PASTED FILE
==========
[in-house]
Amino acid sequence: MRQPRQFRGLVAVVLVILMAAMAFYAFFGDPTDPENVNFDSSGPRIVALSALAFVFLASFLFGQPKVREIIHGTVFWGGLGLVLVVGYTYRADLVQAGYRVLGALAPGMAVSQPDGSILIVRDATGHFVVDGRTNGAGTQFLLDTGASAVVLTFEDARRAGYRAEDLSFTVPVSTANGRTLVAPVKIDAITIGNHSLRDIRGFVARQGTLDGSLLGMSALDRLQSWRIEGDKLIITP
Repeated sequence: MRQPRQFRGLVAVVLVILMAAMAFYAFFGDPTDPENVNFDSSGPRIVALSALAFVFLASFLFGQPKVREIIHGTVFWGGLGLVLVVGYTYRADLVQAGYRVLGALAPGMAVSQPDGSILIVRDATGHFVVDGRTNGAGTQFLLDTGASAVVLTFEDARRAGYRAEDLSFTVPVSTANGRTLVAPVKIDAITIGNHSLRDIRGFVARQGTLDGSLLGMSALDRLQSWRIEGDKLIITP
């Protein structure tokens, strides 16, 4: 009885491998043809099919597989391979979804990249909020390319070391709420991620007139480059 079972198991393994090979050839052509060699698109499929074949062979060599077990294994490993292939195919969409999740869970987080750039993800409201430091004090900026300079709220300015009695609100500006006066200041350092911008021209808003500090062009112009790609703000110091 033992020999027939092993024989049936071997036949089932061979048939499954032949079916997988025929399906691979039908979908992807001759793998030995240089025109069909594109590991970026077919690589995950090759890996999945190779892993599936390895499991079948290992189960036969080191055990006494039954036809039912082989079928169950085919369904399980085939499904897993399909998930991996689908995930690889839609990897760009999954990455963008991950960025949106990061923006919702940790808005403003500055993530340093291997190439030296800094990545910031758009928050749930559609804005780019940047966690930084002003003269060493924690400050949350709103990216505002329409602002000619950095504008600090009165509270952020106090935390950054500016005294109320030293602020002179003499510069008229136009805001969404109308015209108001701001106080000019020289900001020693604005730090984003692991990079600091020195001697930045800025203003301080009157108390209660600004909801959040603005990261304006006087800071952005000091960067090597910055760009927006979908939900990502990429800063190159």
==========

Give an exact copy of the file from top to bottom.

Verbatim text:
[in-house]
Amino acid sequence: MRQPRQFRGLVAVVLVILMAAMAFYAFFGDPTDPENVNFDSSGPRIVALSALAFVFLASFLFGQPKVREIIHGTVFWGGLGLVLVVGYTYRADLVQAGYRVLGALAPGMAVSQPDGSILIVRDATGHFVVDGRTNGAGTQFLLDTGASAVVLTFEDARRAGYRAEDLSFTVPVSTANGRTLVAPVKIDAITIGNHSLRDIRGFVARQGTLDGSLLGMSALDRLQSWRIEGDKLIITP
Repeated sequence: MRQPRQFRGLVAVVLVILMAAMAFYAFFGDPTDPENVNFDSSGPRIVALSALAFVFLASFLFGQPKVREIIHGTVFWGGLGLVLVVGYTYRADLVQAGYRVLGALAPGMAVSQPDGSILIVRDATGHFVVDGRTNGAGTQFLLDTGASAVVLTFEDARRAGYRAEDLSFTVPVSTANGRTLVAPVKIDAITIGNHSLRDIRGFVARQGTLDGSLLGMSALDRLQSWRIEGDKLIITP
């Protein structure tokens, strides 16, 4: 009885491998043809099919597989391979979804990249909020390319070391709420991620007139480059 079972198991393994090979050839052509060699698109499929074949062979060599077990294994490993292939195919969409999740869970987080750039993800409201430091004090900026300079709220300015009695609100500006006066200041350092911008021209808003500090062009112009790609703000110091 033992020999027939092993024989049936071997036949089932061979048939499954032949079916997988025929399906691979039908979908992807001759793998030995240089025109069909594109590991970026077919690589995950090759890996999945190779892993599936390895499991079948290992189960036969080191055990006494039954036809039912082989079928169950085919369904399980085939499904897993399909998930991996689908995930690889839609990897760009999954990455963008991950960025949106990061923006919702940790808005403003500055993530340093291997190439030296800094990545910031758009928050749930559609804005780019940047966690930084002003003269060493924690400050949350709103990216505002329409602002000619950095504008600090009165509270952020106090935390950054500016005294109320030293602020002179003499510069008229136009805001969404109308015209108001701001106080000019020289900001020693604005730090984003692991990079600091020195001697930045800025203003301080009157108390209660600004909801959040603005990261304006006087800071952005000091960067090597910055760009927006979908939900990502990429800063190159």